Top Schools by Win Shares: A Closer Look at #1-5

On Saturday, we started to take an in-depth look at the Top 10 NCAA programs by Wins Shares, examining schools #6-10. Today we’re going to finish up by talking about teams #1-5:

    | college_name                             | overall |
    | 1. University of North Carolina          |    83.0 |
    | 2. University of California, Los Angeles |    57.9 |
    | 3. Georgetown University                 |    51.0 |
    | 4. Duke University                       |    47.5 |
    | 5. Michigan State University             |    45.3 |

5. Michigan State Spartans
Notable coaches: Gus Ganakas, Jud Heathcote, Tom Izzo
NBA Players since 1973-74: 26

12 best players by Win Shares:

Player             WS
Magic Johnson    155.8
Steve Smith       81.7
Kevin Willis      81.2
Eric Snow         43.1
Jason Richardson  36.0
Morris Peterson   34.0
Scott Skiles      30.7
Jay Vincent       27.2
Zach Randolph     24.6
Sam Vincent       10.8
Greg Kelser        8.7
Charlie Bell       8.4


  • Michigan St. is another school that’s heavily dependent on front-line talent for its ranking. Magic Johnson is obviously the headliner (according to WS, he’s the 11th-best player in the entire NBA since 1973-74), but next on the list are 3 surprisingly underrated Heathcote-era players in Steve Smith, Kevin Willis, and the recently-retired Eric Snow. Give J-Rich some time and he’ll pass Snow (perhaps even this year), but I’ll bet you didn’t know that Smith and Willis rank 83rd and 86th all-time in Win Shares, respectively.
  • Here’s another bit of trivia: Willis and Smith were actually traded for each other on November 7, 1994.
  • Under Tom Izzo, the Spartans have consistently been one of the country’s finest teams, winning 305 games in 13 years, making the NCAA Tournament 11 straight times (and counting), reaching 4 Final Fours, and winning the 2000 NCAA Championship. In fact, ESPN’s Andy Katz argued that they were the very best program in college hoops from 1998-2007. But for all of the team’s success, Izzo has not produced many big-time NBA players during his tenure in East Lansing: aside from Richardson, Peterson, Randolph, and Bell — none of whom are true stars — MSU’s only pro exports have been minor players like Paul Davis, Maurice Ager, and Shannon Brown. And who was the biggest college star out of all of Izzo’s Spartan players? None other than Mateen Cleaves… with -0.9 career Win Shares.
  • How good was Scott Skiles’ senior year at MSU? He scored a whopping 26.1 P/36 on a 61.0 TS%, doled out 6.2 A/36, and turned the ball over on only 12.9% of his plays. That 20.9 Game Score/36 minutes is good for 4th among all Top 10 roster members.

4. Duke Blue Devils
Notable coaches: Bill E. Foster, Mike Krzyzewski
NBA Players since 1973-74: 37

12 best players by Win Shares:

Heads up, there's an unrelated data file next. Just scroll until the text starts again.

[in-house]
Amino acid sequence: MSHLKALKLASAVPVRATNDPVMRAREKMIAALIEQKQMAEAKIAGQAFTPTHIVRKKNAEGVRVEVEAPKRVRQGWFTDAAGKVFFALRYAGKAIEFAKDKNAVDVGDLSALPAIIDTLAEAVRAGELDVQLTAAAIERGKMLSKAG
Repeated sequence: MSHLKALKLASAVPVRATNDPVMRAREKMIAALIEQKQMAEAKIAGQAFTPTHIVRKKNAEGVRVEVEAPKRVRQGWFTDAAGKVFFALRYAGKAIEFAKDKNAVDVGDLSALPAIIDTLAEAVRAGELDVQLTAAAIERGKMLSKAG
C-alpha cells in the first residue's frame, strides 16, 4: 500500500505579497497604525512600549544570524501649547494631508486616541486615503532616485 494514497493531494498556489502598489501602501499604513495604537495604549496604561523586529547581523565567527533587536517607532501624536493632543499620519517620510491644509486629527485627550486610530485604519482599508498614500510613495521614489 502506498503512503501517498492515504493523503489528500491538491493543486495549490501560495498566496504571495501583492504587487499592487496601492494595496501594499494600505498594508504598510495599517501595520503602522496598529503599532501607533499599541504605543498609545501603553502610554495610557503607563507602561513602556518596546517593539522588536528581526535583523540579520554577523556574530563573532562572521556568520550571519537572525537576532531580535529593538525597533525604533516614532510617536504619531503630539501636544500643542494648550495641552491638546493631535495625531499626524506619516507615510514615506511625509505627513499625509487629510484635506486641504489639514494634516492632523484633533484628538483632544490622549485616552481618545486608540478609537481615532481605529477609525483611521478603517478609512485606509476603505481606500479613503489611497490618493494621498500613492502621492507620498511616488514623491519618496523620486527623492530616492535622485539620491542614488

Player              WS
Grant Hill         82.2
Elton Brand        81.3
Christian Laettner 64.0
Mike Gminski       55.7
Shane Battier      50.3
Corey Maggette     48.3
Carlos Boozer      43.1
Danny Ferry        33.2
Gene Banks         31.5
Mike Dunleavy      30.3
Luol Deng          25.6
Johnny Dawkins     21.8


  • People always complain about Coach K’s players being busts in the pros, but they’ve still managed to produce a number of very solid NBA players during the Krzyzewski era. The highest-drafted Blue Devils since Krzyzewski took over in 1980-81 are: Elton Brand (1st overall), Danny Ferry (2nd), Jay Williams (2nd), Christian Laettner (3rd), Grant Hill (3rd), Mike Dunleavy (3rd), Shelden Williams (5th), Shane Battier (6th), Bobby Hurley (7th), Luol Deng (7th), and Johnny Dawkins (10th). As you can see, there’s a good deal of overlap between that list and Duke’s 12 best by WS, especially when you consider that the WS list includes years before Krzyzewski was coach, Hurley and Jay Williams’ careers ended prematurely due to freak off-court injuries, and Shelden Williams has only been in the league since 2006-07. You can take issue with isolated picks like Ferry being taken 2nd overall in 1989, but you can’t argue that Duke’s 12-man roster isn’t a very formidable group of pro players.
  • I didn’t know this before doing my research for this post, but Grant Hill’s stats declined sharply in his senior year at Duke. As a junior in 1993, Hill was brilliant, tossing in 20.5 P/36 with a 61.6 TS% and 4.4 Stl+Blk/36 (also, he won the Henry Iba Corinthian Award as the nation’s top defensive player). But as a senior, his numbers were down across the board: 17.5 P/36, 53.7 TS%, 3.1 SB/36, plus fewer rebounds and a higher turnover %. However (like me before I looked it up), nobody else really noticed Hill’s drop-off, mainly because Duke won 4 more games in ’94 and went to the National Championship Game, losing there only because of Scotty Thurman’s clutch 3 in the final minute. Besides, it didn’t matter anyway — Hill was still drafted 3rd overall, and he went on to have some really nice seasons in Detroit before injuries robbed him of his prime years.
  • Carlos Boozer’s numbers during his final year at Duke weren’t really that different from Elton Brand’s. Yes, Brand was a sophomore and Boozer was a junior, but look at them side-by-side:
    Player         Year  School  G  MPG   P/36  TS%   A/36 R/36  ToR  SB/36 GSc/36
    Elton Brand    1999  duke   39  29.3  21.8  64.9  1.3  12.1  11.2  4.3  20.8
    Carlos Boozer  2002  duke   35  28.4  23.1  69.6  1.4  11.0  12.4  1.9  20.0

    Aside from the obvious discrepancy in SB/36, it’s really not clear that Brand had the better season — yet EB was taken 1st overall in the draft and Boozer had to wait until Round 2, with the 34th pick, to hear his name called. No matter, though: in the pros, Boozer (10.09 WS/3000 min) has offered almost identical production to Brand (10.38).

3. Georgetown Hoyas
Notable coaches: John Thompson, Craig Esherick, John Thompson III
NBA Players since 1973-74: 22

12 best players by Win Shares:

Player              WS
Patrick Ewing     124.8
Dikembe Mutombo   115.5
Allen Iverson      97.2
Alonzo Mourning    88.4
Sleepy Floyd       51.3
Jerome Williams    37.8
Reggie Williams    26.7
Othella Harrington 23.0
Don Reid           13.5
David Wingate      11.8
Jaren Jackson      11.4
Jahidi White       10.5